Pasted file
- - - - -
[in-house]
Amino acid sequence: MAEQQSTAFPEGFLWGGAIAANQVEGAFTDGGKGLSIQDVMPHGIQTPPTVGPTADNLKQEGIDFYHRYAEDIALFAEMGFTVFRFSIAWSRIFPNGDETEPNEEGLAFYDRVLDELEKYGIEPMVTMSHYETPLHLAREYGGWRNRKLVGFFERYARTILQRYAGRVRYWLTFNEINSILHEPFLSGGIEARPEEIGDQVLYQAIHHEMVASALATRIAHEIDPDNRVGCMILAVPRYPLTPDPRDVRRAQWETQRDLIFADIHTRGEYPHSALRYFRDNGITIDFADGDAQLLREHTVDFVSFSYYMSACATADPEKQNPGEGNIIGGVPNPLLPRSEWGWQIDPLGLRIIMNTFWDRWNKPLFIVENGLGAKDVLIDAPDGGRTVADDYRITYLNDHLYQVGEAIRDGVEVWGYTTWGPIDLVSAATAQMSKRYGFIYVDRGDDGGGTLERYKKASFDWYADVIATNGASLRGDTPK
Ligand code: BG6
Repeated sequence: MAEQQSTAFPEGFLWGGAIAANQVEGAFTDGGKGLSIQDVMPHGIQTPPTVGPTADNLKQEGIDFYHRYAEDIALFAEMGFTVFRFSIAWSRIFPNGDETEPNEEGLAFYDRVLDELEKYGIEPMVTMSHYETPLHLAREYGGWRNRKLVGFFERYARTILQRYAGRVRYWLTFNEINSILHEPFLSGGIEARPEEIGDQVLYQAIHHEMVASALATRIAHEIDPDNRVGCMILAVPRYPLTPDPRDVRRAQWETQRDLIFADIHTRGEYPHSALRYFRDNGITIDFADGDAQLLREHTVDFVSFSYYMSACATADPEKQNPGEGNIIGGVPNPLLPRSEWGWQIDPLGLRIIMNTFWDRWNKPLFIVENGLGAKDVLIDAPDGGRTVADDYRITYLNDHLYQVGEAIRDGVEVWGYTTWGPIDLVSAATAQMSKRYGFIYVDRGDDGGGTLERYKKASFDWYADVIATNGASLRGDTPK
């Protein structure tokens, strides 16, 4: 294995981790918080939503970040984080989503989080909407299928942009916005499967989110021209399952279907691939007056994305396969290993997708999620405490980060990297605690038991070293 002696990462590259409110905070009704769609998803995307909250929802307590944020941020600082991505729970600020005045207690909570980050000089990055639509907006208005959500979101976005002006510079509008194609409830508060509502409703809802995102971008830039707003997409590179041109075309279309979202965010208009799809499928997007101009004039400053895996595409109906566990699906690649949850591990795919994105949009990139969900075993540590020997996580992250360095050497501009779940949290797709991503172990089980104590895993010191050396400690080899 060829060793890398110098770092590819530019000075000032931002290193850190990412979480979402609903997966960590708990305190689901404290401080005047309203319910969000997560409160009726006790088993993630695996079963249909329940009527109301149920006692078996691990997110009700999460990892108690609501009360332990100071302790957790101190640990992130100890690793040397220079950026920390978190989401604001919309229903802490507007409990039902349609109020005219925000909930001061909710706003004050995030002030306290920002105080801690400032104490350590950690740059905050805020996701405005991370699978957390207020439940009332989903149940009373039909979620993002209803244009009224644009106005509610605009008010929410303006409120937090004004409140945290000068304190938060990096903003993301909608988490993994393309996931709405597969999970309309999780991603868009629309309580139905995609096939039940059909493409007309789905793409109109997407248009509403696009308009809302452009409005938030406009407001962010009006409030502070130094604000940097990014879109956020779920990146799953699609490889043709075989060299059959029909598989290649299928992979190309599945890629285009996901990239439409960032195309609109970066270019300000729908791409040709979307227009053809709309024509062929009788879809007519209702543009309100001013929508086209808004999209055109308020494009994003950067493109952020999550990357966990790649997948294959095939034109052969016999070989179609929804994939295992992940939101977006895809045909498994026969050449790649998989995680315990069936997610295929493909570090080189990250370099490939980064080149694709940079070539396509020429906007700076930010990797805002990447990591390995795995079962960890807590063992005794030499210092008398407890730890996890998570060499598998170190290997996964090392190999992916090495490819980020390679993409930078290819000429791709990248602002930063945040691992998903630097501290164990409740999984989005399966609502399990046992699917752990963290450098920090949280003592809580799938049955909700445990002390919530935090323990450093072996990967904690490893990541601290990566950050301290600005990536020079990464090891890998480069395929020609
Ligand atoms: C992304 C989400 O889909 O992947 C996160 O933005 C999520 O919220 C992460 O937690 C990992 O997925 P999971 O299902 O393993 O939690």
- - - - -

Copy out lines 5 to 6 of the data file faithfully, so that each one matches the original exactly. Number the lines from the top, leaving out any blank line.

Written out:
């Protein structure tokens, strides 16, 4: 294995981790918080939503970040984080989503989080909407299928942009916005499967989110021209399952279907691939007056994305396969290993997708999620405490980060990297605690038991070293 002696990462590259409110905070009704769609998803995307909250929802307590944020941020600082991505729970600020005045207690909570980050000089990055639509907006208005959500979101976005002006510079509008194609409830508060509502409703809802995102971008830039707003997409590179041109075309279309979202965010208009799809499928997007101009004039400053895996595409109906566990699906690649949850591990795919994105949009990139969900075993540590020997996580992250360095050497501009779940949290797709991503172990089980104590895993010191050396400690080899 060829060793890398110098770092590819530019000075000032931002290193850190990412979480979402609903997966960590708990305190689901404290401080005047309203319910969000997560409160009726006790088993993630695996079963249909329940009527109301149920006692078996691990997110009700999460990892108690609501009360332990100071302790957790101190640990992130100890690793040397220079950026920390978190989401604001919309229903802490507007409990039902349609109020005219925000909930001061909710706003004050995030002030306290920002105080801690400032104490350590950690740059905050805020996701405005991370699978957390207020439940009332989903149940009373039909979620993002209803244009009224644009106005509610605009008010929410303006409120937090004004409140945290000068304190938060990096903003993301909608988490993994393309996931709405597969999970309309999780991603868009629309309580139905995609096939039940059909493409007309789905793409109109997407248009509403696009308009809302452009409005938030406009407001962010009006409030502070130094604000940097990014879109956020779920990146799953699609490889043709075989060299059959029909598989290649299928992979190309599945890629285009996901990239439409960032195309609109970066270019300000729908791409040709979307227009053809709309024509062929009788879809007519209702543009309100001013929508086209808004999209055109308020494009994003950067493109952020999550990357966990790649997948294959095939034109052969016999070989179609929804994939295992992940939101977006895809045909498994026969050449790649998989995680315990069936997610295929493909570090080189990250370099490939980064080149694709940079070539396509020429906007700076930010990797805002990447990591390995795995079962960890807590063992005794030499210092008398407890730890996890998570060499598998170190290997996964090392190999992916090495490819980020390679993409930078290819000429791709990248602002930063945040691992998903630097501290164990409740999984989005399966609502399990046992699917752990963290450098920090949280003592809580799938049955909700445990002390919530935090323990450093072996990967904690490893990541601290990566950050301290600005990536020079990464090891890998480069395929020609
Ligand atoms: C992304 C989400 O889909 O992947 C996160 O933005 C999520 O919220 C992460 O937690 C990992 O997925 P999971 O299902 O393993 O939690």